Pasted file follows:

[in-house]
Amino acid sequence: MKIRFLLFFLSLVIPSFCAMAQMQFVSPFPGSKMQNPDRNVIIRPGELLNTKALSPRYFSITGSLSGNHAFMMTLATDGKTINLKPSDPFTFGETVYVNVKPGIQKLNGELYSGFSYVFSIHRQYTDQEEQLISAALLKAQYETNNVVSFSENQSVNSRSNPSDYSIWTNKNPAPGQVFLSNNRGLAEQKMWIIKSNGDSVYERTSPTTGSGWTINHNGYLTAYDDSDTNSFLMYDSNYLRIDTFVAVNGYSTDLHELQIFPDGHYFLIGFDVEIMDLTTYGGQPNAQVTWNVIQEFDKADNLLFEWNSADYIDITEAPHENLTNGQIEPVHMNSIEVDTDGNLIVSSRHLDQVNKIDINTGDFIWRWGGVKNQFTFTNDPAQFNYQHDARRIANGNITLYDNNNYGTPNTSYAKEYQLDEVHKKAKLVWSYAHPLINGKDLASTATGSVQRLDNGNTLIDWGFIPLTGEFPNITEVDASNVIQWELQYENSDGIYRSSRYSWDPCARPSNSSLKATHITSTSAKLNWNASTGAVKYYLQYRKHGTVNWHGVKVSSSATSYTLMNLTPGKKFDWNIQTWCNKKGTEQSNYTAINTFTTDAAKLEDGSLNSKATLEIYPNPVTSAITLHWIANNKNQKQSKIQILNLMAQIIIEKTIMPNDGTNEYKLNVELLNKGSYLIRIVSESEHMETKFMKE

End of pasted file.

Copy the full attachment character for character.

[in-house]
Amino acid sequence: MKIRFLLFFLSLVIPSFCAMAQMQFVSPFPGSKMQNPDRNVIIRPGELLNTKALSPRYFSITGSLSGNHAFMMTLATDGKTINLKPSDPFTFGETVYVNVKPGIQKLNGELYSGFSYVFSIHRQYTDQEEQLISAALLKAQYETNNVVSFSENQSVNSRSNPSDYSIWTNKNPAPGQVFLSNNRGLAEQKMWIIKSNGDSVYERTSPTTGSGWTINHNGYLTAYDDSDTNSFLMYDSNYLRIDTFVAVNGYSTDLHELQIFPDGHYFLIGFDVEIMDLTTYGGQPNAQVTWNVIQEFDKADNLLFEWNSADYIDITEAPHENLTNGQIEPVHMNSIEVDTDGNLIVSSRHLDQVNKIDINTGDFIWRWGGVKNQFTFTNDPAQFNYQHDARRIANGNITLYDNNNYGTPNTSYAKEYQLDEVHKKAKLVWSYAHPLINGKDLASTATGSVQRLDNGNTLIDWGFIPLTGEFPNITEVDASNVIQWELQYENSDGIYRSSRYSWDPCARPSNSSLKATHITSTSAKLNWNASTGAVKYYLQYRKHGTVNWHGVKVSSSATSYTLMNLTPGKKFDWNIQTWCNKKGTEQSNYTAINTFTTDAAKLEDGSLNSKATLEIYPNPVTSAITLHWIANNKNQKQSKIQILNLMAQIIIEKTIMPNDGTNEYKLNVELLNKGSYLIRIVSESEHMETKFMKE